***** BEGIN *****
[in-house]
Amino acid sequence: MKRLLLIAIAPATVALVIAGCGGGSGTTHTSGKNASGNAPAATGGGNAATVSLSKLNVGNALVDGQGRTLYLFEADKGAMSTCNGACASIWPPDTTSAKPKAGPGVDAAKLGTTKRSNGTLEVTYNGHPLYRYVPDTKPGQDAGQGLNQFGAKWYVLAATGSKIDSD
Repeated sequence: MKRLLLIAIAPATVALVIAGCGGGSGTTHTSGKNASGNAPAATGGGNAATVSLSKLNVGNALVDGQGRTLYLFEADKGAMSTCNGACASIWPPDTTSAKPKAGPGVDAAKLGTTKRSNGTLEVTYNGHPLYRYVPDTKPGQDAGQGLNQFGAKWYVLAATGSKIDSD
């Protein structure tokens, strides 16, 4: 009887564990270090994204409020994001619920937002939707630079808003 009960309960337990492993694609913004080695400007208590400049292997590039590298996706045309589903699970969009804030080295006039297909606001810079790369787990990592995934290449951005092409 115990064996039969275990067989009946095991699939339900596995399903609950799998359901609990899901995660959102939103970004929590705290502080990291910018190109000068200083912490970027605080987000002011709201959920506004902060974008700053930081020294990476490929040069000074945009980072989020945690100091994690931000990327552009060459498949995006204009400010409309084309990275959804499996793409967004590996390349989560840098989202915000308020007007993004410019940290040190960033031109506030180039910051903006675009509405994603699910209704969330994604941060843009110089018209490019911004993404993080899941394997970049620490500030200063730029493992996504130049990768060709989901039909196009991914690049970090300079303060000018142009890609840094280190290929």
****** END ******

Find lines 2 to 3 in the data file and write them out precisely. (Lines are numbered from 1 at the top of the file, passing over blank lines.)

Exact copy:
Amino acid sequence: MKRLLLIAIAPATVALVIAGCGGGSGTTHTSGKNASGNAPAATGGGNAATVSLSKLNVGNALVDGQGRTLYLFEADKGAMSTCNGACASIWPPDTTSAKPKAGPGVDAAKLGTTKRSNGTLEVTYNGHPLYRYVPDTKPGQDAGQGLNQFGAKWYVLAATGSKIDSD
Repeated sequence: MKRLLLIAIAPATVALVIAGCGGGSGTTHTSGKNASGNAPAATGGGNAATVSLSKLNVGNALVDGQGRTLYLFEADKGAMSTCNGACASIWPPDTTSAKPKAGPGVDAAKLGTTKRSNGTLEVTYNGHPLYRYVPDTKPGQDAGQGLNQFGAKWYVLAATGSKIDSD